29 September 2010


This week is Banned Books Week, and as an English teacher, the freedom to read what we want to, even if someone else is uncomfortable with or offended by the words, is dear to me. You might be surprised at some of the titles that have ended up on the banned or challenged books lists, like the recent one at http://www.library.lapeer.org/2010banned.pdf . Granted there are a number of books on the list I won't be personally checking out any time soon, but a couple of my absolute favorites are there: I Know Why the Caged Bird Sings and To Kill a Mockingbird. Just this past week, I read the young adult book The Absolutely True Diary of a Part-Time Indian, mostly to see what all the fuss is about over in little Stockton, Mo. where it has recently been challenged. Another small town nearby is challenging Twenty Boy Summer so that's next on my list. Words are powerful. Words can hurt and words can scare people. I get that. But words are too important in my life to have someone else tell me which ones I can look at and which ones I can't.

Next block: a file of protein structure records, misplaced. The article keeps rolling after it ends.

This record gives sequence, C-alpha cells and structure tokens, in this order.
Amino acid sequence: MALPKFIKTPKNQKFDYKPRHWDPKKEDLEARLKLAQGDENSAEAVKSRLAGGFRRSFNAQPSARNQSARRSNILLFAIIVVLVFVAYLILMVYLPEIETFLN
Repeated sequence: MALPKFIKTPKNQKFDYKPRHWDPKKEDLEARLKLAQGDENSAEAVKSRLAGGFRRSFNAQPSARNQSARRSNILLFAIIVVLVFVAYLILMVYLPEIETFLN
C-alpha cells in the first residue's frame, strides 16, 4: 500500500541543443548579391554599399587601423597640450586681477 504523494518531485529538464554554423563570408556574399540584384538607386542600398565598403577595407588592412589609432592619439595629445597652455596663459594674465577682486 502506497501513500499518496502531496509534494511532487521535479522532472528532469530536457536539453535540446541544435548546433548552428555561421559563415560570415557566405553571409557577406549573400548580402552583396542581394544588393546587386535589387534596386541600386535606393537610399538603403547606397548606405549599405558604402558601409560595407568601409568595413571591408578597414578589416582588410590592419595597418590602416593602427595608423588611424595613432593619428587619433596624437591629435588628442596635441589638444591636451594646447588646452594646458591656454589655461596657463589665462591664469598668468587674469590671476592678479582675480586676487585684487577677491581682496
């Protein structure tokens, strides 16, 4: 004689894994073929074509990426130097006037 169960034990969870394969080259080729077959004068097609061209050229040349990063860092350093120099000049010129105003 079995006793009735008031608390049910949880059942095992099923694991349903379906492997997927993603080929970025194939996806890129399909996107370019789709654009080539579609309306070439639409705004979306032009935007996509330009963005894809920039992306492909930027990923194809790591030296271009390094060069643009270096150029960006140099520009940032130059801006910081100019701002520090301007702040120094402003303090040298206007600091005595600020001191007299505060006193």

trash talk said...

I saw that list and realized I had read 8 of the top 10. What does that make me...more importantly what does it say about my mother who encouraged me to read some of them?
What's amazing to me is the outrage of some folks over books, but yet the stuff that is allowed on TV...doesn't make sense.

Polly said...

Wow, Hayley, I'm almost speechless by a couple books on the list. The Diary of Ann Frank? And, the dictionary?


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